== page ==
To dispose of the obvious: This is the best record of 1979 so far, and bets are that it will hold to that position.
Armed Forces consolidates Costello's brilliance. Its title and theme are profoundly pacifistic, and the whole album is one man's protest against stifling form, against militarism.
To Costello, everyone's a Nazi ("Goon Squad" and that brilliant terror ditty, "Two Little Hitlers") and the only way to keep the world sane is to pierce the veil of repression.
Unlike his first two albums, Armed Forces is deceptively soft: It's practically guitarless, with one exception - "(What's So Funny 'Bout) Peace, Love and Understanding," a plea written by producer Nick Lowe that's guitar dominated and features Elvis singing in a Springsteenian baritone. The song is the only romantic piece on the album, which, as a whole, is decidedly and innovatively post-romantic.
Elvis Costello doesn't trust anyone. But on his earlier albums, his mistrust went outward, balancing a hatred mainly of women with a skepticism toward himself. The balance gave (and still gives) him a unique perspective, making him the first rock poet of the personal politics of the 70's and 80's.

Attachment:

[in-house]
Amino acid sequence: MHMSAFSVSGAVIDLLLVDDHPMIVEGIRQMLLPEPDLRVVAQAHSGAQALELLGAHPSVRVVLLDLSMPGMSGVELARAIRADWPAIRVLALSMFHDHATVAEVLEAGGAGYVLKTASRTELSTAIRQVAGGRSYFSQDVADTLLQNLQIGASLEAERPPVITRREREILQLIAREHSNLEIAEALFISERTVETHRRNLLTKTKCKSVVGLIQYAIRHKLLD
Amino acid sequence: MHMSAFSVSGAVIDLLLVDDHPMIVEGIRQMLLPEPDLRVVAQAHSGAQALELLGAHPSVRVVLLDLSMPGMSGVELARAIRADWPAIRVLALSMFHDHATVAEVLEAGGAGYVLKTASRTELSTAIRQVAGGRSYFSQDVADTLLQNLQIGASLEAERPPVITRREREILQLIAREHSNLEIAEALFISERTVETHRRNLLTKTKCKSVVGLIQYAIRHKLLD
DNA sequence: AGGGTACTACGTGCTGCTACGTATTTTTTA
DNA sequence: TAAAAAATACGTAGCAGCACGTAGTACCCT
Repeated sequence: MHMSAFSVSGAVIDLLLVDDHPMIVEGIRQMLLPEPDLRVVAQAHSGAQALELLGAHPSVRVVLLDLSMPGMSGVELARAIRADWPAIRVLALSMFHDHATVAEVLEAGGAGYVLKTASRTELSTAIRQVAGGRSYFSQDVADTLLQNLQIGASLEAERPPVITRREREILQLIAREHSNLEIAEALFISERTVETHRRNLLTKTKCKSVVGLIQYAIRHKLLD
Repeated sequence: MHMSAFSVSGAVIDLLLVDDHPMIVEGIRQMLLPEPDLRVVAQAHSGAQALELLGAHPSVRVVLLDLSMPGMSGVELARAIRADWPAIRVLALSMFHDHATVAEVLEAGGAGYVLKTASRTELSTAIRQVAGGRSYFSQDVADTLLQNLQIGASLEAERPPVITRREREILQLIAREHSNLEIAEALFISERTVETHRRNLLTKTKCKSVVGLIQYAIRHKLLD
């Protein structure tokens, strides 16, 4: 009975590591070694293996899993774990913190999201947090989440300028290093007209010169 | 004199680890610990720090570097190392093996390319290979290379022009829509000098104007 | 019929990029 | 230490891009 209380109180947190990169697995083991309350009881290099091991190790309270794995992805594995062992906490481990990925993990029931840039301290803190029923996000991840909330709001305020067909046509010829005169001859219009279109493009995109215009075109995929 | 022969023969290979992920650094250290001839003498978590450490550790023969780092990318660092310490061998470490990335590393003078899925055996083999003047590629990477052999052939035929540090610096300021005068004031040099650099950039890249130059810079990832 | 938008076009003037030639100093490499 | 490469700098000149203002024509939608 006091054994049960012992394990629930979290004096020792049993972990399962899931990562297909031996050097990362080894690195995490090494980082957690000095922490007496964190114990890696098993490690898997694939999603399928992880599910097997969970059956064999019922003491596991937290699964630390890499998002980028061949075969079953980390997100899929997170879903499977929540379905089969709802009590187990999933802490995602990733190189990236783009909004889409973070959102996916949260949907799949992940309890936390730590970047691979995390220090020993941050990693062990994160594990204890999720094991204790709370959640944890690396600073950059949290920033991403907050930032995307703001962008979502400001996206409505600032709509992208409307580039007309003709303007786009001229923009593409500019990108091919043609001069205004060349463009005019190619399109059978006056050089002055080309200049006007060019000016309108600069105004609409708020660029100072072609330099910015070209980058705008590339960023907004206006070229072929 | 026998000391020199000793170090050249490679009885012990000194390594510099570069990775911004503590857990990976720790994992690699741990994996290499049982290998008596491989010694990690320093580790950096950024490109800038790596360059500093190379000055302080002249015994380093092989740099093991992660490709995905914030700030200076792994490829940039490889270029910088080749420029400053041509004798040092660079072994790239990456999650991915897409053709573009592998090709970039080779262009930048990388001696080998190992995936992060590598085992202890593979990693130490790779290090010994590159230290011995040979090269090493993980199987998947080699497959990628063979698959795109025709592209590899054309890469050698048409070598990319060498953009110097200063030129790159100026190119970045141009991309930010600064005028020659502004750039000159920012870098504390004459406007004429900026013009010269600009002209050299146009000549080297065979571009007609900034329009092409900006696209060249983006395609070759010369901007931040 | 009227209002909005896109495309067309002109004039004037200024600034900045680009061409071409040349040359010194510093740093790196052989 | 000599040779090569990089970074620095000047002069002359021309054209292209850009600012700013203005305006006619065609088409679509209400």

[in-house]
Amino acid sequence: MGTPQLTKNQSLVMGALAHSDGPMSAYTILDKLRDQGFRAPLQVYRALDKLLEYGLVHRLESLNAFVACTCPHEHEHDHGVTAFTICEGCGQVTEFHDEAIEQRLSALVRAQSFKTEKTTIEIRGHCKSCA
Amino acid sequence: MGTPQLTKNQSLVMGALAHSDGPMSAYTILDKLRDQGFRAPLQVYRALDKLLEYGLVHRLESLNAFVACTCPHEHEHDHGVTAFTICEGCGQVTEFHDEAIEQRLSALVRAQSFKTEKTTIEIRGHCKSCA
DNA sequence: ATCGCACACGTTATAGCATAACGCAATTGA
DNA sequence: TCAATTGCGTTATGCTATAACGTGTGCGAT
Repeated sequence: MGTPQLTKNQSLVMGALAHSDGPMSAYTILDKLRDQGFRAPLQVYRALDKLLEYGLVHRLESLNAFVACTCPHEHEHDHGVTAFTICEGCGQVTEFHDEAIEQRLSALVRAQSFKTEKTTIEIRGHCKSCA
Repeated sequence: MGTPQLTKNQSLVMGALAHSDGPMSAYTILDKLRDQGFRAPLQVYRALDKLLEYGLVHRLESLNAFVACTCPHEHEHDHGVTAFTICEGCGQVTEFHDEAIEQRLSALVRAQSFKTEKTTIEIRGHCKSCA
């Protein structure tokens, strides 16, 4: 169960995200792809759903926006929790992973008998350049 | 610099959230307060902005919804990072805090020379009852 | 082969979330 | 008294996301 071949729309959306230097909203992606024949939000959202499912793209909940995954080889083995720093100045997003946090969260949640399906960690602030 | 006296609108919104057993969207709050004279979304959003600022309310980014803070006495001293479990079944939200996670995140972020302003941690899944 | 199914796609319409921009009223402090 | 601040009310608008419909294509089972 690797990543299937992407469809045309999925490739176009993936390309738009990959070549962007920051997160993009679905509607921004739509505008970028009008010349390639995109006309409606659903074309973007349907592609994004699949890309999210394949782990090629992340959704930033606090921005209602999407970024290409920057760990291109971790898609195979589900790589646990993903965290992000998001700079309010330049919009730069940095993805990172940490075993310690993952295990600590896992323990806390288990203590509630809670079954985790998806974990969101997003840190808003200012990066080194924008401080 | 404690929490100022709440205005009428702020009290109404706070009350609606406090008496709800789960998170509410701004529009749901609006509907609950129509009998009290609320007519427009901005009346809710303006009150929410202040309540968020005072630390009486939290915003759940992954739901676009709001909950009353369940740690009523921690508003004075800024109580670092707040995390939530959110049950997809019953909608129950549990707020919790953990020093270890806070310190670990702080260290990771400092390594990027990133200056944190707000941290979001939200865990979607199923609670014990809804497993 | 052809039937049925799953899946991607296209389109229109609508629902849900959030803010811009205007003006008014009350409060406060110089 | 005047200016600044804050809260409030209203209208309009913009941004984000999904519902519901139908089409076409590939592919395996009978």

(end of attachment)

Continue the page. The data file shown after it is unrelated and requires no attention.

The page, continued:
On this, his third album, Costello runs the gamut, lashing at his traditional enemy, the shallow woman ("Party Girl"), the crippling forms of bureaucracy ("Busy Bodies"), false social interaction ("Moods for Moderns"), etc.
His voice is softer than before, his music more orchestral, with lush production by Lowe. It's hard-edged music, though.
To give it perspective, try to get a hold of a copy of this album with the Live at Hollywood EP in it, where Elvis sings a soft piano-version of "Accidents Will Happen," to prove he's got heart as well as soul.
His dialect may be tough to penetrate, but what Elvis Costello says speaks to us all.